Nadal has spent just under seven hours on court in four matches, dropping one set and getting a walkover in the third round. Federer has been more efficient the last two rounds, taking 79 and 80 minutes, respectively.

We’ve been here before, though.

Nadal and Federer have been within one round of playing each other at the U.S. Open six times. Each time, one of them lost. The destiny destroyers included other greats of this generation — Andy Murray (2008), Juan Martin del Potro (2009, 2017) and Djokovic (2010 and 2011) — and the outlier Tommy Robredo (2013).

U.S. OPEN DRAWS: Men | Women

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J’den Cox repeats as world wrestling champion; Kyle Snyder stunned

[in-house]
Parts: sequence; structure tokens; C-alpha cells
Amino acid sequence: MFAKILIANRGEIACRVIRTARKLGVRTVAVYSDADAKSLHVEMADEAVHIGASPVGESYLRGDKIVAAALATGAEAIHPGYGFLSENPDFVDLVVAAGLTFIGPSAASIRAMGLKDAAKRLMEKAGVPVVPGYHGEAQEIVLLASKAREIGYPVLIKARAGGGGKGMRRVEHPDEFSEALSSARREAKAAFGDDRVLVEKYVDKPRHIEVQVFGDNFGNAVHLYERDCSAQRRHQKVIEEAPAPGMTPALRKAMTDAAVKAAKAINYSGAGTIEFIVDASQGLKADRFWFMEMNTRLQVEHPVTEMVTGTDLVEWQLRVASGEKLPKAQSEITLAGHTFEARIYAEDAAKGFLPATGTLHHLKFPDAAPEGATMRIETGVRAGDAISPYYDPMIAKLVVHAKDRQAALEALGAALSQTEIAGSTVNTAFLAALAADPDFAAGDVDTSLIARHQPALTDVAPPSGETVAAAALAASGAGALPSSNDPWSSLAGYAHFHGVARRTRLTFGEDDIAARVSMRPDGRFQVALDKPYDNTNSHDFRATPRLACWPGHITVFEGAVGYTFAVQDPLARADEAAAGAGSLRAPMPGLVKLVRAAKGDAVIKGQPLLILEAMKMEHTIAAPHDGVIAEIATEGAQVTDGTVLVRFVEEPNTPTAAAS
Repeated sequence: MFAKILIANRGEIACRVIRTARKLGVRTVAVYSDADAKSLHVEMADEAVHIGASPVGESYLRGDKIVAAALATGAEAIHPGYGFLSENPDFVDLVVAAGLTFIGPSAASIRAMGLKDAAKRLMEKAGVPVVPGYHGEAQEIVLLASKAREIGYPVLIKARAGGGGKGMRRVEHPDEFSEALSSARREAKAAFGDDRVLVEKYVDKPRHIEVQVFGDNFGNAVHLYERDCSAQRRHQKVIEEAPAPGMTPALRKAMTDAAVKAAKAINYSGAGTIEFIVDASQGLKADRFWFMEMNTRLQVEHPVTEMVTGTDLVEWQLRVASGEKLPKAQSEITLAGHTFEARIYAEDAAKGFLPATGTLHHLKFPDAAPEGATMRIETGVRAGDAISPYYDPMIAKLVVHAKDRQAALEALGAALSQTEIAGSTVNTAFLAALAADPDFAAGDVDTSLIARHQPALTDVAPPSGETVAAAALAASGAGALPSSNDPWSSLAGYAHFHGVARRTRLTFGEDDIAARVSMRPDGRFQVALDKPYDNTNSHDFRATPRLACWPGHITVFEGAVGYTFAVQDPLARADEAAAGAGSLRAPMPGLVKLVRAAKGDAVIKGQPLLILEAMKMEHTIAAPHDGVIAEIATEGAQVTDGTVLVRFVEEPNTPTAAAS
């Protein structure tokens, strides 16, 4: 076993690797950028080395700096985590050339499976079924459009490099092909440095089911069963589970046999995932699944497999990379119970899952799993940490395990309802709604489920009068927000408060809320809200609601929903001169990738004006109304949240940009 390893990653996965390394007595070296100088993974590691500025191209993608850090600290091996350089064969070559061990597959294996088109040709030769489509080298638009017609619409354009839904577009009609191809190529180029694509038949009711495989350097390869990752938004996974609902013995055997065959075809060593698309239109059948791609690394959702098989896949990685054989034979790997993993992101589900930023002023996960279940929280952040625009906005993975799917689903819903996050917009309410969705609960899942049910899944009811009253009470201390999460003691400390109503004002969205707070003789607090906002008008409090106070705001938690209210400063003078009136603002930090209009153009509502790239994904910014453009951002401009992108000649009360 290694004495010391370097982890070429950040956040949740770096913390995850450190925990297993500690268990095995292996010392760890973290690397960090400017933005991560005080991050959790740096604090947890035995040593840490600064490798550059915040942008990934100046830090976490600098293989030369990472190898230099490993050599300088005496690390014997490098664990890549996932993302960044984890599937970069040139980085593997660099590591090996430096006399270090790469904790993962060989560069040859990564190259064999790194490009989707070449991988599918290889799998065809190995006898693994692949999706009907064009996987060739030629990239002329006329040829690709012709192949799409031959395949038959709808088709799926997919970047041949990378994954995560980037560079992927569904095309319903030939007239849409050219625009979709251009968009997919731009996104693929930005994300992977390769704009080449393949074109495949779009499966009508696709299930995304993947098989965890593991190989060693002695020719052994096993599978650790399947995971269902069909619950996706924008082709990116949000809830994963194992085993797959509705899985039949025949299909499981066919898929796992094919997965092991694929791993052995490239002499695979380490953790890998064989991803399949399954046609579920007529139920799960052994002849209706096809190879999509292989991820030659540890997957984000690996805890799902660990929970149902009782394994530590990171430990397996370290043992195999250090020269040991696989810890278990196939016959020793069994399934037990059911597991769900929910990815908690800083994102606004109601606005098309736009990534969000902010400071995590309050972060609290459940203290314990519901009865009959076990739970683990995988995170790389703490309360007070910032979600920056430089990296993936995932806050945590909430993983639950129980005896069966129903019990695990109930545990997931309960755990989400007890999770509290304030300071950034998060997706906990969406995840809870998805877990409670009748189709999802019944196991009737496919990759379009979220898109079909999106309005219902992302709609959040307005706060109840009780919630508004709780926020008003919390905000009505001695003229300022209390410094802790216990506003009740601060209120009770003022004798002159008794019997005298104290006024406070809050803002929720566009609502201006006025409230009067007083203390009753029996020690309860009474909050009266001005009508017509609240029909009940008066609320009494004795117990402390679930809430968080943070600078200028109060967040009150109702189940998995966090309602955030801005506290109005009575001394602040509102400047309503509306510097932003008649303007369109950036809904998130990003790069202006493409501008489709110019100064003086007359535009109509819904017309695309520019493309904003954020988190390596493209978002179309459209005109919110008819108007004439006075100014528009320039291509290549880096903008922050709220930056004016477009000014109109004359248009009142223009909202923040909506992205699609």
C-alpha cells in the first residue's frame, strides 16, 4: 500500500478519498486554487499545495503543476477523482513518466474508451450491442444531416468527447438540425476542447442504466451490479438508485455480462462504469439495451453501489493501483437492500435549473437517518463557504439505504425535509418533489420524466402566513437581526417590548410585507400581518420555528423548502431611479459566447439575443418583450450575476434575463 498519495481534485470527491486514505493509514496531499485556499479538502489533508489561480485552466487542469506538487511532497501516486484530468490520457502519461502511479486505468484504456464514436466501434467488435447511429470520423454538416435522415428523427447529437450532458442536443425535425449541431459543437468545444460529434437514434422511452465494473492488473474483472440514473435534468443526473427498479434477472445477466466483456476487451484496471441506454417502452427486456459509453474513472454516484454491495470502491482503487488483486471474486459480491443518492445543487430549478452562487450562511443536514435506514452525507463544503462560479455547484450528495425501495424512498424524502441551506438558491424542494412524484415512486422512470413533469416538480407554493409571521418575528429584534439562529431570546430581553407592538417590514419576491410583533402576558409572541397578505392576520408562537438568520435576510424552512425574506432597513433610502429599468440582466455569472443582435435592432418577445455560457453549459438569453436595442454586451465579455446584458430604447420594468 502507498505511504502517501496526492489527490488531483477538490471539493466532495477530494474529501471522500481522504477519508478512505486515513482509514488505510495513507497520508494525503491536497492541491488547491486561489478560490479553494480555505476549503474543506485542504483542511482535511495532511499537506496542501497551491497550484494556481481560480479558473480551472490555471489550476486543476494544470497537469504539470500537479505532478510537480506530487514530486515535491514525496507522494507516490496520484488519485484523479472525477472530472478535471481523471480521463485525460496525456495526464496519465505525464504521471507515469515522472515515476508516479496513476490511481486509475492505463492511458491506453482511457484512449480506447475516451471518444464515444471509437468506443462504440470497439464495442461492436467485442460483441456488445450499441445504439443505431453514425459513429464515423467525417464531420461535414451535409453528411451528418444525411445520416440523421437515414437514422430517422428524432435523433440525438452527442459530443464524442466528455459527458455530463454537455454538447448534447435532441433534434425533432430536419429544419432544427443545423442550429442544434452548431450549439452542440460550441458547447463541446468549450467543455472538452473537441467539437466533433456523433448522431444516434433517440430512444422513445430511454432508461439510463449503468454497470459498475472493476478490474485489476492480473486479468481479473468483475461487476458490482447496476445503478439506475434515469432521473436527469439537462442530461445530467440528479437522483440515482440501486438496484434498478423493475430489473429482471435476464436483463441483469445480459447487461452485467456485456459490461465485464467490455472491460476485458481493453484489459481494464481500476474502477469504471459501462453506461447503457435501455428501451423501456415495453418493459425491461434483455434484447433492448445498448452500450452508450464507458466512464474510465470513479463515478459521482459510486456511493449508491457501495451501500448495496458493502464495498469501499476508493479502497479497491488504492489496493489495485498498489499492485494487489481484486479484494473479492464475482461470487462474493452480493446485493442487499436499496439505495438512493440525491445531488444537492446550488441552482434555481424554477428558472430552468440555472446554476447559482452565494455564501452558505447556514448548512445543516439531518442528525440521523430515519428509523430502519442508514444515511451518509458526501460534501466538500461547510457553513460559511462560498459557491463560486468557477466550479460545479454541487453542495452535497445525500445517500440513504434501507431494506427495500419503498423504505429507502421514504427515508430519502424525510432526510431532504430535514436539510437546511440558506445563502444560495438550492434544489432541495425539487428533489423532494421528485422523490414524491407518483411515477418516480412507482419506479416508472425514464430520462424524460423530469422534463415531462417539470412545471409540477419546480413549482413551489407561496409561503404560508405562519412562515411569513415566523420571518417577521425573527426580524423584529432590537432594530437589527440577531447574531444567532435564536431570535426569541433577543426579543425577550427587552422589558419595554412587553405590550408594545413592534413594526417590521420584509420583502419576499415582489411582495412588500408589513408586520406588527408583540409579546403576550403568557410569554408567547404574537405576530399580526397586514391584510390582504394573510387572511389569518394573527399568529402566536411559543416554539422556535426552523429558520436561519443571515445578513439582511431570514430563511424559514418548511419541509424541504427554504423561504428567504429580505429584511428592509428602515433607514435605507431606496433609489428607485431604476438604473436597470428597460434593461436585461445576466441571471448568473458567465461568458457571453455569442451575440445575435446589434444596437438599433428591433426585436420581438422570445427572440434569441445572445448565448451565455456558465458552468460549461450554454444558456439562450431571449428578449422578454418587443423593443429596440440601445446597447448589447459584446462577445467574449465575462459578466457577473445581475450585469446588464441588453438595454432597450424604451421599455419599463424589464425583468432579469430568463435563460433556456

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If he wasn’t crowned already, it’s clear U.S. wrestling has a new king.

On a day when Rio Olympic champion Kyle Snyder was upset and London Olympic champ Jordan Burroughs rallied for another bronze medal, J’den Cox repeated as world champion in Kazakhstan.

Cox, the Rio Olympic 86kg bronze medalist, completed a perfect run through the 92kg division — not giving up a point in four matches — by dominating Iranian Alireza Karimi 4-0 in the final. He became the second U.S. man to win an Olympic or world title without surrendering a point in more than 30 years (joining Kyle Dake from last year).